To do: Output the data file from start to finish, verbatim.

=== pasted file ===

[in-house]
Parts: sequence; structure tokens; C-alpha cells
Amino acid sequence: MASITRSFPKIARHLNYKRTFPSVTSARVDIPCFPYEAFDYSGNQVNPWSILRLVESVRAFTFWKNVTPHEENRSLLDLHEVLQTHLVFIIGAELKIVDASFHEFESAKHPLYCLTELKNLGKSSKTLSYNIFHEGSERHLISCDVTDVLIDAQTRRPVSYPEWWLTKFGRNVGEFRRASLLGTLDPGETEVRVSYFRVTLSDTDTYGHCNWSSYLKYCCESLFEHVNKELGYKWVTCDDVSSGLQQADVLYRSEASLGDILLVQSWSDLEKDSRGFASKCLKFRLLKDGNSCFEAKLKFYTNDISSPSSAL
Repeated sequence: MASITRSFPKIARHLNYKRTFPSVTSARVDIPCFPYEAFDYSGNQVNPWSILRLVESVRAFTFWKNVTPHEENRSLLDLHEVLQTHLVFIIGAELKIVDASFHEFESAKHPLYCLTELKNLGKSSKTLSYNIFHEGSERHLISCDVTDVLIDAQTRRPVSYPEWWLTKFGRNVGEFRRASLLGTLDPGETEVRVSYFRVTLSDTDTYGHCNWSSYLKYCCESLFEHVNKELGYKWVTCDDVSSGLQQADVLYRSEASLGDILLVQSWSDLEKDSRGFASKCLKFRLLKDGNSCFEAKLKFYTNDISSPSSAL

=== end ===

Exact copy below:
[in-house]
Parts: sequence; structure tokens; C-alpha cells
Amino acid sequence: MASITRSFPKIARHLNYKRTFPSVTSARVDIPCFPYEAFDYSGNQVNPWSILRLVESVRAFTFWKNVTPHEENRSLLDLHEVLQTHLVFIIGAELKIVDASFHEFESAKHPLYCLTELKNLGKSSKTLSYNIFHEGSERHLISCDVTDVLIDAQTRRPVSYPEWWLTKFGRNVGEFRRASLLGTLDPGETEVRVSYFRVTLSDTDTYGHCNWSSYLKYCCESLFEHVNKELGYKWVTCDDVSSGLQQADVLYRSEASLGDILLVQSWSDLEKDSRGFASKCLKFRLLKDGNSCFEAKLKFYTNDISSPSSAL
Repeated sequence: MASITRSFPKIARHLNYKRTFPSVTSARVDIPCFPYEAFDYSGNQVNPWSILRLVESVRAFTFWKNVTPHEENRSLLDLHEVLQTHLVFIIGAELKIVDASFHEFESAKHPLYCLTELKNLGKSSKTLSYNIFHEGSERHLISCDVTDVLIDAQTRRPVSYPEWWLTKFGRNVGEFRRASLLGTLDPGETEVRVSYFRVTLSDTDTYGHCNWSSYLKYCCESLFEHVNKELGYKWVTCDDVSSGLQQADVLYRSEASLGDILLVQSWSDLEKDSRGFASKCLKFRLLKDGNSCFEAKLKFYTNDISSPSSAL